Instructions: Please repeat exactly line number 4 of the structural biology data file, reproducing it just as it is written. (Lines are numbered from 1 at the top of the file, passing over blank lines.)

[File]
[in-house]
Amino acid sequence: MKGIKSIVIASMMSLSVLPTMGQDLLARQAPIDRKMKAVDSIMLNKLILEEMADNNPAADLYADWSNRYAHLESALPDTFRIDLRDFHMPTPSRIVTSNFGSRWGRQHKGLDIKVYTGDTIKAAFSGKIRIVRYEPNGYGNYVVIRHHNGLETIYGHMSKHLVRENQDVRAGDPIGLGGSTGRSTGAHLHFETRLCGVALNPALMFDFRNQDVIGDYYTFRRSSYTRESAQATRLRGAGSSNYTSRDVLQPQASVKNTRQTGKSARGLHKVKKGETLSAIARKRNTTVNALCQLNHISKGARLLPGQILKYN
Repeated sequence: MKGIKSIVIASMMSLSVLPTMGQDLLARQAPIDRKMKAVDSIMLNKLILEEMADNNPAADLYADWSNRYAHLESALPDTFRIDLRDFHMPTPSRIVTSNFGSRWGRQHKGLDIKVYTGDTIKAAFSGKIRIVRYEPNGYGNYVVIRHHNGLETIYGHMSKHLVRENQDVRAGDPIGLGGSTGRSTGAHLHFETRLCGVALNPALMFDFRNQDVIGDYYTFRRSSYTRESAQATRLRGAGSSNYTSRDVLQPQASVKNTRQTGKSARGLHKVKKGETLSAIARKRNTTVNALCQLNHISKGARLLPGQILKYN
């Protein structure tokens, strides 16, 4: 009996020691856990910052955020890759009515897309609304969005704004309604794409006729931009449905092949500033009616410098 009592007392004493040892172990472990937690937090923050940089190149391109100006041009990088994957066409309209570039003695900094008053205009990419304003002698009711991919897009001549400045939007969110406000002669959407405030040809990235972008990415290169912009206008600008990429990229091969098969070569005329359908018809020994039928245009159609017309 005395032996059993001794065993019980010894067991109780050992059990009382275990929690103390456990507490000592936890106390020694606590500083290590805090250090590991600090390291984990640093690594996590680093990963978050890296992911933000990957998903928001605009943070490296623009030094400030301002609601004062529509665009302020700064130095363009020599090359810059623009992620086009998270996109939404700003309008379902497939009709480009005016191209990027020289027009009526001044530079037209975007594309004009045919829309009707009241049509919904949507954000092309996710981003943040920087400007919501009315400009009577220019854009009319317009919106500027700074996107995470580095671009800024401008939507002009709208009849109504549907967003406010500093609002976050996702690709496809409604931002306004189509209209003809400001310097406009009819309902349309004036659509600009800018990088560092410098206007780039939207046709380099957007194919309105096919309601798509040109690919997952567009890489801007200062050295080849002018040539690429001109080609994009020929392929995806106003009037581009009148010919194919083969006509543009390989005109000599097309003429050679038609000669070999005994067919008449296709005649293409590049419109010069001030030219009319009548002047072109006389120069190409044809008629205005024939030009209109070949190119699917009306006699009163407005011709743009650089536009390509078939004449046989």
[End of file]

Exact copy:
């Protein structure tokens, strides 16, 4: 009996020691856990910052955020890759009515897309609304969005704004309604794409006729931009449905092949500033009616410098 009592007392004493040892172990472990937690937090923050940089190149391109100006041009990088994957066409309209570039003695900094008053205009990419304003002698009711991919897009001549400045939007969110406000002669959407405030040809990235972008990415290169912009206008600008990429990229091969098969070569005329359908018809020994039928245009159609017309 005395032996059993001794065993019980010894067991109780050992059990009382275990929690103390456990507490000592936890106390020694606590500083290590805090250090590991600090390291984990640093690594996590680093990963978050890296992911933000990957998903928001605009943070490296623009030094400030301002609601004062529509665009302020700064130095363009020599090359810059623009992620086009998270996109939404700003309008379902497939009709480009005016191209990027020289027009009526001044530079037209975007594309004009045919829309009707009241049509919904949507954000092309996710981003943040920087400007919501009315400009009577220019854009009319317009919106500027700074996107995470580095671009800024401008939507002009709208009849109504549907967003406010500093609002976050996702690709496809409604931002306004189509209209003809400001310097406009009819309902349309004036659509600009800018990088560092410098206007780039939207046709380099957007194919309105096919309601798509040109690919997952567009890489801007200062050295080849002018040539690429001109080609994009020929392929995806106003009037581009009148010919194919083969006509543009390989005109000599097309003429050679038609000669070999005994067919008449296709005649293409590049419109010069001030030219009319009548002047072109006389120069190409044809008629205005024939030009209109070949190119699917009306006699009163407005011709743009650089536009390509078939004449046989």